Configure the following:
Use the autoconfigured address configuration provided by your ISP.
Use the route print command to ensure that a default IPv6 route that points to the ISP router exists in the IPv6 routing table.
Determine if the ISP and intranet routers are using default router preferences as described in RFC 4191, and if they are use a higher default preference than your local intranet routers. If both of these are true, no other configuration for the default route is required. The higher preference for the ISP router ensures that the active default IPv6 route of the Remote Access server points to the IPv6 Internet.
Because the Remote Access server is an IPv6 router, if you have a native IPv6 infrastructure, the Internet interface can also reach the domain controllers on the intranet. In this case, add packet filters to the domain controller in the perimeter network that prevent connectivity to the IPv6 address of the Internet interface of the Remote Access server.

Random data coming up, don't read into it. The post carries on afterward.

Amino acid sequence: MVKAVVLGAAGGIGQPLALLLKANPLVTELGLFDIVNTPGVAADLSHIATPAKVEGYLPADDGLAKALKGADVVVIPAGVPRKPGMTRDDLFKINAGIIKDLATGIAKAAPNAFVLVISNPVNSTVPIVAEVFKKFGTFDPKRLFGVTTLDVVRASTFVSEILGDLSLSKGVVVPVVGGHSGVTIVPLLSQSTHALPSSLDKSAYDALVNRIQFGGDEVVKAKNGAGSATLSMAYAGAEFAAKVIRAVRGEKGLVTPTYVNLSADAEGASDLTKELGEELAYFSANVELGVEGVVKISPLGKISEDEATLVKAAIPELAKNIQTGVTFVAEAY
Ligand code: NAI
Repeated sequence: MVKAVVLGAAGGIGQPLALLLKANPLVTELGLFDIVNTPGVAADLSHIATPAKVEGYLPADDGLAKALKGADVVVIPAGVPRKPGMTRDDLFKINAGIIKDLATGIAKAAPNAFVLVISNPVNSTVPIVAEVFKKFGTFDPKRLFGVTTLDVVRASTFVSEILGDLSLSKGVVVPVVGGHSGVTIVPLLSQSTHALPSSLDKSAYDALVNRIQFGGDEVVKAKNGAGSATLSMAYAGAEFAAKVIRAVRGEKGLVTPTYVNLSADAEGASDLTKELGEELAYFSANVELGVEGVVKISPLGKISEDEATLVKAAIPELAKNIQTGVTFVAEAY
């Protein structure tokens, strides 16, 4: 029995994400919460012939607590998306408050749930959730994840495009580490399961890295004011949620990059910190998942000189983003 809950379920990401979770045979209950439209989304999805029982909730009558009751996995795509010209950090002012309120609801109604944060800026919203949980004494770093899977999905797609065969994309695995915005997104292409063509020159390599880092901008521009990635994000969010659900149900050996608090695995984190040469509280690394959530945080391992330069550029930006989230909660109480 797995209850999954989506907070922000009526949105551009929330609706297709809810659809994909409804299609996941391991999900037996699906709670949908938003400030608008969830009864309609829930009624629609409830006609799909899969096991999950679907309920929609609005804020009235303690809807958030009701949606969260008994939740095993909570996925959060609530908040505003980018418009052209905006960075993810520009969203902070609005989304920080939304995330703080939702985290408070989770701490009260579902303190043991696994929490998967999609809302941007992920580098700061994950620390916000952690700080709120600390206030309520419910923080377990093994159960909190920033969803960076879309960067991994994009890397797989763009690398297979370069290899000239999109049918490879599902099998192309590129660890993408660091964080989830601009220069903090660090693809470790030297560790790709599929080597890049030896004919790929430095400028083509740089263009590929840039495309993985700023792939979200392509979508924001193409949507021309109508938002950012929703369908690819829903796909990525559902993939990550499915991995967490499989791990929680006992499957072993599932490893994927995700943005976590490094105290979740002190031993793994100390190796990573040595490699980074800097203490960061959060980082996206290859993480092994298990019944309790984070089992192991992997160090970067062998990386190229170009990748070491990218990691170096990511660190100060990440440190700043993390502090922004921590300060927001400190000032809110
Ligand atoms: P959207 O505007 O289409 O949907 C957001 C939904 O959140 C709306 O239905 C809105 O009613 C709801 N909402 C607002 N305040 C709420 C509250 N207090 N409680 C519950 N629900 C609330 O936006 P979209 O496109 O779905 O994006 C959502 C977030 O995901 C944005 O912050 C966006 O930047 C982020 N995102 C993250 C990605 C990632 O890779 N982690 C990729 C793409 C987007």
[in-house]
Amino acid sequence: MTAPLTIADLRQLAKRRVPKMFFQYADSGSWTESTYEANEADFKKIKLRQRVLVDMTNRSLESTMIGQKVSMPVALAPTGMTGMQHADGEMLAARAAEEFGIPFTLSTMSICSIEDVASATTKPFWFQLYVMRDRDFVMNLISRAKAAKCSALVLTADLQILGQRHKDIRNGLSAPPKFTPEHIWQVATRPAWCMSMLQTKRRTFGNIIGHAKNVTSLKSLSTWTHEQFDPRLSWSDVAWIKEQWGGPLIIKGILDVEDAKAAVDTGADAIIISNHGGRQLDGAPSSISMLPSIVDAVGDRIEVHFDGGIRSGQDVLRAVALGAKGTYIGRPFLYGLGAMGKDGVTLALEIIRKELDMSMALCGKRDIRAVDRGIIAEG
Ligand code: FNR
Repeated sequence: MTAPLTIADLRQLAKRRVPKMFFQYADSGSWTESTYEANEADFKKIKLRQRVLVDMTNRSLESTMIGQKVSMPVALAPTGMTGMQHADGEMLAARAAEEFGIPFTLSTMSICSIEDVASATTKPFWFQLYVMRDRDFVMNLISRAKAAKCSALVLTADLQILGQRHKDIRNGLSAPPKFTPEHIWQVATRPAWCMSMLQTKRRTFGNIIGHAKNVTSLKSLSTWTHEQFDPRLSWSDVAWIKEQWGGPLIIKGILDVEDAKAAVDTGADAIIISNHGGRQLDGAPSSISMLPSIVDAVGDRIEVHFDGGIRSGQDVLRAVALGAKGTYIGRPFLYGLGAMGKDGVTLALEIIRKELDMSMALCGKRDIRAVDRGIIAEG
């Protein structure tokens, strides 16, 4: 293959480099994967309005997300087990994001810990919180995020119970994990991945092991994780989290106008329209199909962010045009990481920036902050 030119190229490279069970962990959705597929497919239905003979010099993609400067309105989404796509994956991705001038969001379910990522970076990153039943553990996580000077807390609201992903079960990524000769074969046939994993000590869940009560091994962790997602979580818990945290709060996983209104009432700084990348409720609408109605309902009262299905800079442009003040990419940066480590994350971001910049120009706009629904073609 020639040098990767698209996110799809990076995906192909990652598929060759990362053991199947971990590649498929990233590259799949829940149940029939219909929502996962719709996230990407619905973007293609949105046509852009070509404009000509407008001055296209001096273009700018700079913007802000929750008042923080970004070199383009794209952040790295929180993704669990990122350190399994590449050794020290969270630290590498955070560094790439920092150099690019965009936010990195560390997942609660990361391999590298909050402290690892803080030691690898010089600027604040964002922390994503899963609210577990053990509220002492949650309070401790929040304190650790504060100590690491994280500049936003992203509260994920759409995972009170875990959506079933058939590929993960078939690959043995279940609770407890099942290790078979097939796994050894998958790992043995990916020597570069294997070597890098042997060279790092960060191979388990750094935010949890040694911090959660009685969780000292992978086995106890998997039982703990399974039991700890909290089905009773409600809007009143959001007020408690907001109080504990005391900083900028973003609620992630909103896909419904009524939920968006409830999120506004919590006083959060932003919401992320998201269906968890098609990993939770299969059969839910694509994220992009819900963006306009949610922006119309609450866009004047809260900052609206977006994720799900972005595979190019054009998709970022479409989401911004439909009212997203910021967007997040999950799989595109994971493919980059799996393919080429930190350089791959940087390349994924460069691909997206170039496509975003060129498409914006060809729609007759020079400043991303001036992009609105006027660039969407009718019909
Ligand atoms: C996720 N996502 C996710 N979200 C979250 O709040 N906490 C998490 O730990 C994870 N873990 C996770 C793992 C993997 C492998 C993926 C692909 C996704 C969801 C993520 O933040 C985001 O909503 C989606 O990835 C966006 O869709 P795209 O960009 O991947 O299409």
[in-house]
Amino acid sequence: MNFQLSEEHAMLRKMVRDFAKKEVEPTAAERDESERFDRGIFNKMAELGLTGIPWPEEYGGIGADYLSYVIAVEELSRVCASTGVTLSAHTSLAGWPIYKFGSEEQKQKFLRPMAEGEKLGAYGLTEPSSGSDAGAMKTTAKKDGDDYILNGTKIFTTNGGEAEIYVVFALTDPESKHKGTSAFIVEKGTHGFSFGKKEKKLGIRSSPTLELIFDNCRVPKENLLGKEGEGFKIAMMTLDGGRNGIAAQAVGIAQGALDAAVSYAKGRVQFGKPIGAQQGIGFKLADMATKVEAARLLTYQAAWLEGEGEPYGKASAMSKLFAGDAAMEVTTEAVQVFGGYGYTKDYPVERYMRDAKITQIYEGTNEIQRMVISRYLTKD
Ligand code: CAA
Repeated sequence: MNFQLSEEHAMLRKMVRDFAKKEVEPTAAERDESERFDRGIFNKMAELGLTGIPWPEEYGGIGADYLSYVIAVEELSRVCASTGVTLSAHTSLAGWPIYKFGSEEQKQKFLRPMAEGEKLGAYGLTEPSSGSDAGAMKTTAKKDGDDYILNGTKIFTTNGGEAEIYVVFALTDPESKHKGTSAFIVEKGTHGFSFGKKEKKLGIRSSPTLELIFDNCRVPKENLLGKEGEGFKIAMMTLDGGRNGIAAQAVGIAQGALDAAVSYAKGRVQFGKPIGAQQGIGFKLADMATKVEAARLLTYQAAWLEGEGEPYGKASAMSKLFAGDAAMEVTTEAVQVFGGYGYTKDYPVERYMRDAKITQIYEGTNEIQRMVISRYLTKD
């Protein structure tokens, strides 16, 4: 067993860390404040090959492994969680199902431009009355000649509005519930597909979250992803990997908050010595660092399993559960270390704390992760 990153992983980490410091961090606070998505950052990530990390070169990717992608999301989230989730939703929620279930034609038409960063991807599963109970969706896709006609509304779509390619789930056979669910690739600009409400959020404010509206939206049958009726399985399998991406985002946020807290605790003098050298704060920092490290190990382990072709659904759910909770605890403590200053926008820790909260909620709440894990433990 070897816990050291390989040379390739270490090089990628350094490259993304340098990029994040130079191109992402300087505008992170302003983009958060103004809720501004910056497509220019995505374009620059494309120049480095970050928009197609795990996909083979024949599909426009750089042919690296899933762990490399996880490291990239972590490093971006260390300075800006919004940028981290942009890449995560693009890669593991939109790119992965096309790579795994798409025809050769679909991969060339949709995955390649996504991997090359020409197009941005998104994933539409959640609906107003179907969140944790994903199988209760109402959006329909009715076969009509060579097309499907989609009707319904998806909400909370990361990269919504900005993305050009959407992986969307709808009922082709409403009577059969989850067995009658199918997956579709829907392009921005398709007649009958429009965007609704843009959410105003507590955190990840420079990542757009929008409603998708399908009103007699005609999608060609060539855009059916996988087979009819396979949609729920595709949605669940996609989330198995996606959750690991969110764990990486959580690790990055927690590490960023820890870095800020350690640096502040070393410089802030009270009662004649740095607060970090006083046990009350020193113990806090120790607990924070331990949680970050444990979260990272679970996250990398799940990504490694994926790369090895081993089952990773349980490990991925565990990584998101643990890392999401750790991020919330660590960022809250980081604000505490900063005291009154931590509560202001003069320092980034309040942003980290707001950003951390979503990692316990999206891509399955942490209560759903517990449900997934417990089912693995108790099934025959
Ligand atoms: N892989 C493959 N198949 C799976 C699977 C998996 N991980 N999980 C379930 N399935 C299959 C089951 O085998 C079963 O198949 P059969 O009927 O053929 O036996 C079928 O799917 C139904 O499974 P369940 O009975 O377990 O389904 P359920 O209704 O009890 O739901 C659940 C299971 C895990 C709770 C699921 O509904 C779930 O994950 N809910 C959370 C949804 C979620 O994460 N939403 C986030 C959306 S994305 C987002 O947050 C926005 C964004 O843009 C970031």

Configure the following:
If you are not using default preference levels, configure your intranet interfaces by using the netsh interface ipv6 set InterfaceIndex ignoredefaultroutes=enabled command. This command ensures that additional default routes that point to intranet routers will not be added to the IPv6 routing table. You can obtain the InterfaceIndex of your intranet interfaces from the display of the netsh interface show interface command.
If you have an IPv6 intranet, to configure the Remote Access server to reach all of the IPv6 locations, do the following:
List the IPv6 address spaces for all the locations on your intranet.
Use the netsh interface ipv6 add route command to add the IPv6 address spaces as static routes in the IPv6 routing table of the Remote Access server.
IPv4 Internet and IPv6 intranet
The Remote Access server forwards default IPv6 route traffic by using the Microsoft 6to4 adapter interface to a 6to4 relay on the IPv4 Internet. When native IPv6 is not deployed in the corporate network, you can use the following command to configure a Remote Access server for the IPv4 address of the Microsoft 6to4 relay on the IPv4 Internet: netsh interface ipv6 6to4 set relay name=<ipaddress> state=enabled.